Graduating nurses' self-evaluation of information technology competencies.
Using a standardized instrument, graduating baccalaureate nurses reported moderate information technology skills. The students were most confident in their Internet, word processing, and systems operations skills; the students' rated themselves lowest on care documentation and planning, valuing informatics knowledge, skills development, and data entry competencies. Exposure to the latest informatics systems was a priority. Students want fair access to informatics and technology-rich clinical settings; more realistic informatics and technology simulations; enthusiastic and capable faculty; and better hardware, software, and literature-searching support in agencies, classrooms, laboratories, and residences. Nursing programs, clinical agencies, and policy makers need to recognize that students are advancing beyond acquiring informatics skills to integrating health information literacy into practice. To facilitate current and future skills attainment and innovation, nursing informatics education and evaluation must keep pace.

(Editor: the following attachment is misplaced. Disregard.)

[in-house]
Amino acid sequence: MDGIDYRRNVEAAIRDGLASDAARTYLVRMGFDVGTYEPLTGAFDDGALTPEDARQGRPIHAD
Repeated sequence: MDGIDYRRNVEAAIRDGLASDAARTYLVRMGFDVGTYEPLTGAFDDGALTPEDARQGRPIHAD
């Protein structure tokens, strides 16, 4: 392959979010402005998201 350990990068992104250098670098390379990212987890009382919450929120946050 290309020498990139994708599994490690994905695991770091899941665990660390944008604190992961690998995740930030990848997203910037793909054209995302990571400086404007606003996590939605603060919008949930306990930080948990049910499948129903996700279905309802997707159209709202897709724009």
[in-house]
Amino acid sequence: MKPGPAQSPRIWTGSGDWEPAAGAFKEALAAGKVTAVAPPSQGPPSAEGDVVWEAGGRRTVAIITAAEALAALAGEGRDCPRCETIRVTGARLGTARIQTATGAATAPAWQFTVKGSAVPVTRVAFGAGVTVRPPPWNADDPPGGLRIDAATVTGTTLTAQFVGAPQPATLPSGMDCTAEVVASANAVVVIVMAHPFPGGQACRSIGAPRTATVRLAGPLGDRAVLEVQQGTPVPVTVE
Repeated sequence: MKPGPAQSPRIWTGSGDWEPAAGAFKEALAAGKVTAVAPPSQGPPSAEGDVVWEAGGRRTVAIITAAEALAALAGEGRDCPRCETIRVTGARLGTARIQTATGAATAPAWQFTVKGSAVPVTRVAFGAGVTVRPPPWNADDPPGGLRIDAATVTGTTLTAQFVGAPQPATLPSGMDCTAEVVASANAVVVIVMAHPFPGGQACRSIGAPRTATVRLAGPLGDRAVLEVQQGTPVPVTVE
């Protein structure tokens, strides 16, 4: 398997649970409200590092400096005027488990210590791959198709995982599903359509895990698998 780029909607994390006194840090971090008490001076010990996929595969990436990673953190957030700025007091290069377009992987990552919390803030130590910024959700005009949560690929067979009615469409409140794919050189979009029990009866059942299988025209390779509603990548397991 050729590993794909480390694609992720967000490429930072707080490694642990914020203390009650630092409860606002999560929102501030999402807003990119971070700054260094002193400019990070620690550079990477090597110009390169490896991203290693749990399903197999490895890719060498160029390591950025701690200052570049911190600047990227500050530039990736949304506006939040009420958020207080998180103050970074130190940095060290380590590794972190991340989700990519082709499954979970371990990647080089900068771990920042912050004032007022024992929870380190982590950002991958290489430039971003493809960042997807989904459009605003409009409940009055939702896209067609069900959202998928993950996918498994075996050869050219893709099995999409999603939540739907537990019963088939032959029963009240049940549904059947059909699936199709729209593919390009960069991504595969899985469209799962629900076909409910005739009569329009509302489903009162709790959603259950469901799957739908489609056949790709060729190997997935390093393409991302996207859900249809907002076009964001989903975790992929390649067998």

|Main Author:||Fetter, Marilyn.|